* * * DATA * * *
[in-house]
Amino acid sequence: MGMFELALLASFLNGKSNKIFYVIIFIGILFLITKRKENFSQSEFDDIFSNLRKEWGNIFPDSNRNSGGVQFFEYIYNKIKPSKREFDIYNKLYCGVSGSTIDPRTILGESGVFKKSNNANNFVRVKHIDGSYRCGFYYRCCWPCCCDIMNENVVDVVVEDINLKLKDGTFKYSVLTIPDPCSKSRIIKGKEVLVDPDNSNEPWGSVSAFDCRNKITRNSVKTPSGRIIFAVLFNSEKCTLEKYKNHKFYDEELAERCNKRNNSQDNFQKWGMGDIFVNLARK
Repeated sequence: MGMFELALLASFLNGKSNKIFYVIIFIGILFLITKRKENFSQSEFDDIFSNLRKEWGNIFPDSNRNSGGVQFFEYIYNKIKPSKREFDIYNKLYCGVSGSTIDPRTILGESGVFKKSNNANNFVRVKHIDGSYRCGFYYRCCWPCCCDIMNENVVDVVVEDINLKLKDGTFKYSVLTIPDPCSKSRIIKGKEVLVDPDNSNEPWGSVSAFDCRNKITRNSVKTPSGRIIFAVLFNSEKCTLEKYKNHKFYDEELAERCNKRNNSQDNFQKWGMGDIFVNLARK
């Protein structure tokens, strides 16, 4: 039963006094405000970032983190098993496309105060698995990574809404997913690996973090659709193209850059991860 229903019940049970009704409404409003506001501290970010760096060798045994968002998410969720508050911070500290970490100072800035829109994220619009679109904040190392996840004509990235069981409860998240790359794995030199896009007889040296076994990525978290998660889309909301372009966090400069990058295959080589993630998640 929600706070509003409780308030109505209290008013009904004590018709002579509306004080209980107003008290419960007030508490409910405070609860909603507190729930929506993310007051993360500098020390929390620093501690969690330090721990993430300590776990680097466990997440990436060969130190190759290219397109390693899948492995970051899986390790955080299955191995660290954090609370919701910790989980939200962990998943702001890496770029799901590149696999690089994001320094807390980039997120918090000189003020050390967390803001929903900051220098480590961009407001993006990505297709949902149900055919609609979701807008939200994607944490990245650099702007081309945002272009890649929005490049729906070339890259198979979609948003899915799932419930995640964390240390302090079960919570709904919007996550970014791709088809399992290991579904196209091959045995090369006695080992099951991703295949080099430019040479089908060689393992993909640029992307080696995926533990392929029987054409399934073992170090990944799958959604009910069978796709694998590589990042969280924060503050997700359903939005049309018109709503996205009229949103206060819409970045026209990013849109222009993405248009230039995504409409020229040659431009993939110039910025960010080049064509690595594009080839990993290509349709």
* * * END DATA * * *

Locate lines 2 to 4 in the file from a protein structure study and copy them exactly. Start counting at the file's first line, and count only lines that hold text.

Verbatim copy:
Amino acid sequence: MGMFELALLASFLNGKSNKIFYVIIFIGILFLITKRKENFSQSEFDDIFSNLRKEWGNIFPDSNRNSGGVQFFEYIYNKIKPSKREFDIYNKLYCGVSGSTIDPRTILGESGVFKKSNNANNFVRVKHIDGSYRCGFYYRCCWPCCCDIMNENVVDVVVEDINLKLKDGTFKYSVLTIPDPCSKSRIIKGKEVLVDPDNSNEPWGSVSAFDCRNKITRNSVKTPSGRIIFAVLFNSEKCTLEKYKNHKFYDEELAERCNKRNNSQDNFQKWGMGDIFVNLARK
Repeated sequence: MGMFELALLASFLNGKSNKIFYVIIFIGILFLITKRKENFSQSEFDDIFSNLRKEWGNIFPDSNRNSGGVQFFEYIYNKIKPSKREFDIYNKLYCGVSGSTIDPRTILGESGVFKKSNNANNFVRVKHIDGSYRCGFYYRCCWPCCCDIMNENVVDVVVEDINLKLKDGTFKYSVLTIPDPCSKSRIIKGKEVLVDPDNSNEPWGSVSAFDCRNKITRNSVKTPSGRIIFAVLFNSEKCTLEKYKNHKFYDEELAERCNKRNNSQDNFQKWGMGDIFVNLARK
């Protein structure tokens, strides 16, 4: 039963006094405000970032983190098993496309105060698995990574809404997913690996973090659709193209850059991860 229903019940049970009704409404409003506001501290970010760096060798045994968002998410969720508050911070500290970490100072800035829109994220619009679109904040190392996840004509990235069981409860998240790359794995030199896009007889040296076994990525978290998660889309909301372009966090400069990058295959080589993630998640 929600706070509003409780308030109505209290008013009904004590018709002579509306004080209980107003008290419960007030508490409910405070609860909603507190729930929506993310007051993360500098020390929390620093501690969690330090721990993430300590776990680097466990997440990436060969130190190759290219397109390693899948492995970051899986390790955080299955191995660290954090609370919701910790989980939200962990998943702001890496770029799901590149696999690089994001320094807390980039997120918090000189003020050390967390803001929903900051220098480590961009407001993006990505297709949902149900055919609609979701807008939200994607944490990245650099702007081309945002272009890649929005490049729906070339890259198979979609948003899915799932419930995640964390240390302090079960919570709904919007996550970014791709088809399992290991579904196209091959045995090369006695080992099951991703295949080099430019040479089908060689393992993909640029992307080696995926533990392929029987054409399934073992170090990944799958959604009910069978796709694998590589990042969280924060503050997700359903939005049309018109709503996205009229949103206060819409970045026209990013849109222009993405248009230039995504409409020229040659431009993939110039910025960010080049064509690595594009080839990993290509349709």